Around my blogosphere circle, there have been some interesting discussions about choosing a word, a character trait, a virtue, as your own special word for the year. Someone likened it to a star to follow. Others have described it as a key for prayer and reflection, a way of bringing some focus to faith and growth. I didn’t pay much attention, I must admit. I’ve been busy, I continue to slowly but surely catch up on all the things that I fell behind on as I got through the hard days of the end of the year. It’s not that I want to dismiss something as faddish or think it’s a trend to avoid. It just wasn’t something that called me in any way.
Today I pushed myself. I pushed myself pretty hard with the walking. One of the nice things about inhabiting my life now is I recognize a lot more parts of myself that I used to ignore. One of them is how competitive I am. I don’t say that out loud much, but it’s the truth. My favorite way of dealing with competitions, especially as I learned about it with my uber-competitive older brother, was by bowing out, not finishing, or not even playing. Signing up for this half-marathon walk has meant accepting that I am anxious not that I won’t walk the full distance but that it might take me too long to win the medal-thing they apparently give you if you complete it in under four hours. I started out to increase my distance when I set my route for today.
But at 6:30 this morning, when I began to actually walk, the nagging anxiety had the chorus of itty-bitty-s&*^%y little voices getting me good and worked up so I thought, what the heck. I am going to push myself. If I get into a comfortable stride I’m going to try a little harder–not too much, but I’m going to try. And then, when it was clear at 8 miles that even with a good pace, I still had strength left, I pushed a little more and altered my route enough to put in the full 9 miles.
Sometime about the time I had come off the 17th Street Causeway, a word began insinuating itself to me. I had not been listening to any music, and wasn’t aware of thinking much of anything but this word formed inside my head, persistent and insistent. Endurance. Yes, I thought, I am building endurance. From there, I thought, I need to look up the etymology of this word. With lots of time on my hands I broke it down in my head. En-dure-ance. Right there in the middle is the key–dure. In Spanish, the word for hard is duro. I imagined it was derived from something like dure and endurance is related to hardened.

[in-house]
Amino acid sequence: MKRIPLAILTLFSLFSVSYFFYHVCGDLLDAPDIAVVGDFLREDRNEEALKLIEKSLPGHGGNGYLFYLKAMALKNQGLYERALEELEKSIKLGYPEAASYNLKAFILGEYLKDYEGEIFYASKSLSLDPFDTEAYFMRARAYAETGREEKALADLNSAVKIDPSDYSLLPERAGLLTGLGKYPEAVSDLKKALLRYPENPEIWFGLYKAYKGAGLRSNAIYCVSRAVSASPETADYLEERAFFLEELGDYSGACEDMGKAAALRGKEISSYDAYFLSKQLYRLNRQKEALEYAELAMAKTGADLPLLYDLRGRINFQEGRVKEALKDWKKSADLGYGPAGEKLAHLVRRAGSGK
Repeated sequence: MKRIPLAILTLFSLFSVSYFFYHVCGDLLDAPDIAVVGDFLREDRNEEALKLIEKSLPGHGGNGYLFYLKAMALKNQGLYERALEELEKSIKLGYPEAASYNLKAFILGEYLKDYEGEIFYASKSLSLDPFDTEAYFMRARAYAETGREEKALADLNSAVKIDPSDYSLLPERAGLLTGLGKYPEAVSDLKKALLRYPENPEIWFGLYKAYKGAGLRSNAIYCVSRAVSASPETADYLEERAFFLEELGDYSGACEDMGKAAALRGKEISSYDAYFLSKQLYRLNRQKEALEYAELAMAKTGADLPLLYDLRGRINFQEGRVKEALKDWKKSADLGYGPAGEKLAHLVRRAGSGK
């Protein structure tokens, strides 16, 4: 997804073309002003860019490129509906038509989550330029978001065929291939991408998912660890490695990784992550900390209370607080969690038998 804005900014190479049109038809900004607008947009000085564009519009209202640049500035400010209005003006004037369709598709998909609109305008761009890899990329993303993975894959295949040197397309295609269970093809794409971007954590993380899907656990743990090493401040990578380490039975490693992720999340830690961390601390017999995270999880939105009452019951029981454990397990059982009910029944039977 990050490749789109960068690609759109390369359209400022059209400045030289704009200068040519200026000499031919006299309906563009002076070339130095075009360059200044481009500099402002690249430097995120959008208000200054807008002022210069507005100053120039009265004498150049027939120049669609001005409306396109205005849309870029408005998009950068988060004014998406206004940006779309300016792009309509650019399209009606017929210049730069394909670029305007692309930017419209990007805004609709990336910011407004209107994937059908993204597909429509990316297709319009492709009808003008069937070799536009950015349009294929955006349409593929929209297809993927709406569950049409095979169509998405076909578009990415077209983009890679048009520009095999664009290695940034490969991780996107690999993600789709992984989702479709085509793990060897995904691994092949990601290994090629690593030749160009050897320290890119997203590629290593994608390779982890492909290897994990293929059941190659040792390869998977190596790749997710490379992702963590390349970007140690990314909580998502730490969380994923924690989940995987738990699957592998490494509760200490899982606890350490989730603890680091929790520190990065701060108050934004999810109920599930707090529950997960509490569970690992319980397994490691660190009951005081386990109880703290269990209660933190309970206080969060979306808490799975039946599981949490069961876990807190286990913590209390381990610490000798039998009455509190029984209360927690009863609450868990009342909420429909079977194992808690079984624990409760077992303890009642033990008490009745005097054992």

Over and over, the word tumbled in my mind and with it all kinds of associations. I wish endurance wasn’t related to being hardened. But the truth is, this year has hardened me. When I stand and touch one of my legs, it feels like steel now. I like that and I don’t. I have a lower tolerance for games people play and my own. I am less sentimental. Les Miserable was cloying to me. Give me some asperity any day. Endurance tumbled this way and that. I remembered the prayer I wrote about in this post with that beautiful line, “Bring me the courage to endure what cannot be avoided for your will for us is health and wholeness”. I have no idea how long I spent on this, and then, as if all along, there’d been a sifting, a process of discernment, I started thinking about El Camino de Santiago, that amazing pilgrimage pathway in Spain.
One of the last wonderful conversations I got to have with my friend Michael before he died was about his pilgrimage. I remember him telling me about choosing boots carefully, trying dozens on before he found a pair that almost immediately felt comfortable, and how he put vaseline on his feet every day and never once got a blister. But it was the journey to his own heart that I was so privileged to get to hear about. As he told the story, I thought to myself–I would love to make that pilgrimage. But by then, my hip was so riddled with arthritis (and I was so overweight) it was nothing more than wishful thinking. I first began to really push myself in Gloucester last year (and it is precisely one year since I arrived at Eastern Point Retreat Center) and I was aware that all my walks were pilgrimages of a sort.
When I had walked for 9 miles today, in the light drizzle that went with me most of the way, when I made some mental notes about some training I need to put in place for myself for the hill-walking that will be involved in Birmingham, it was so clear as well that if there is a chance for me to do El Camino de Santiago, it will be because of my growing endurance. And just like that, it had become my word for 2013. I came back home and did some of that etymological research I had started. Here’s a first, quick pass on endure, the root of endurance:
Endure: early 14c., “to undergo or suffer” (especially without breaking); late 14c. “to continue in existence,” from Old French endurer (12c.) “make hard, harden; bear, tolerate; keep up, maintain,” from Latin indurare “make hard,” in Late Latin “harden (the heart) against,” from in- (see in- (2)) + durare “to harden,” from durus “hard,” from PIE *deru- “be firm, solid.” (http://www.etymonline.com/index.php?term=endure).
A good word, that. Certainly one that tells a lot about my life these days.
Then I went pecking for El Camino. If you take the French path, the pilgrimage is almost 800 kilometers long. If I were able to walk 9-10 miles a day, and accounting for the unaccountable, give it 6-8 weeks. This is probably totally crazy, but I am going to start looking for sabbatical grants. I have been in ministry for over 10 years now and the thought of doing this as my sabbatical, maybe even this year, fills me with great joy. A whole lot else would have to fall into place. But yes. Endurance. That is the word for 2013…
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